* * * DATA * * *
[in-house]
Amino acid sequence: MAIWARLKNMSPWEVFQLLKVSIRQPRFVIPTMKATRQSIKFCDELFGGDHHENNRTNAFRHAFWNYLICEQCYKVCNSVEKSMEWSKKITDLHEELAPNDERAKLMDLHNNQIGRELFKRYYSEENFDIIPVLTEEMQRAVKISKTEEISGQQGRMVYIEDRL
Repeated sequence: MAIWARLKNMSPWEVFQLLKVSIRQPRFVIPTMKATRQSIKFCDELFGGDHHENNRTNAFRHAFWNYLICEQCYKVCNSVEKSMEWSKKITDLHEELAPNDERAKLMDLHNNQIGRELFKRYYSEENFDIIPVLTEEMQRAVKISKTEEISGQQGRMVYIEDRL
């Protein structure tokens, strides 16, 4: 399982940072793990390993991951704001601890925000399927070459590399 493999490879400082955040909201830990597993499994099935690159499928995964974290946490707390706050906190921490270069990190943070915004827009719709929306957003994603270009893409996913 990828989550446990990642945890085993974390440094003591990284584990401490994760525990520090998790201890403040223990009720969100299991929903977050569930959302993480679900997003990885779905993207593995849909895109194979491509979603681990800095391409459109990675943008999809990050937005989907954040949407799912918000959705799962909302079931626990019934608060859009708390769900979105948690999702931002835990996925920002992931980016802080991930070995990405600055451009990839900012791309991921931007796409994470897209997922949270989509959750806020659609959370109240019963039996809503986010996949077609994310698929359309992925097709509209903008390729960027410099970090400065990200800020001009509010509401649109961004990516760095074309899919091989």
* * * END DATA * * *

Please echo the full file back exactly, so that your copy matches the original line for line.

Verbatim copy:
[in-house]
Amino acid sequence: MAIWARLKNMSPWEVFQLLKVSIRQPRFVIPTMKATRQSIKFCDELFGGDHHENNRTNAFRHAFWNYLICEQCYKVCNSVEKSMEWSKKITDLHEELAPNDERAKLMDLHNNQIGRELFKRYYSEENFDIIPVLTEEMQRAVKISKTEEISGQQGRMVYIEDRL
Repeated sequence: MAIWARLKNMSPWEVFQLLKVSIRQPRFVIPTMKATRQSIKFCDELFGGDHHENNRTNAFRHAFWNYLICEQCYKVCNSVEKSMEWSKKITDLHEELAPNDERAKLMDLHNNQIGRELFKRYYSEENFDIIPVLTEEMQRAVKISKTEEISGQQGRMVYIEDRL
């Protein structure tokens, strides 16, 4: 399982940072793990390993991951704001601890925000399927070459590399 493999490879400082955040909201830990597993499994099935690159499928995964974290946490707390706050906190921490270069990190943070915004827009719709929306957003994603270009893409996913 990828989550446990990642945890085993974390440094003591990284584990401490994760525990520090998790201890403040223990009720969100299991929903977050569930959302993480679900997003990885779905993207593995849909895109194979491509979603681990800095391409459109990675943008999809990050937005989907954040949407799912918000959705799962909302079931626990019934608060859009708390769900979105948690999702931002835990996925920002992931980016802080991930070995990405600055451009990839900012791309991921931007796409994470897209997922949270989509959750806020659609959370109240019963039996809503986010996949077609994310698929359309992925097709509209903008390729960027410099970090400065990200800020001009509010509401649109961004990516760095074309899919091989």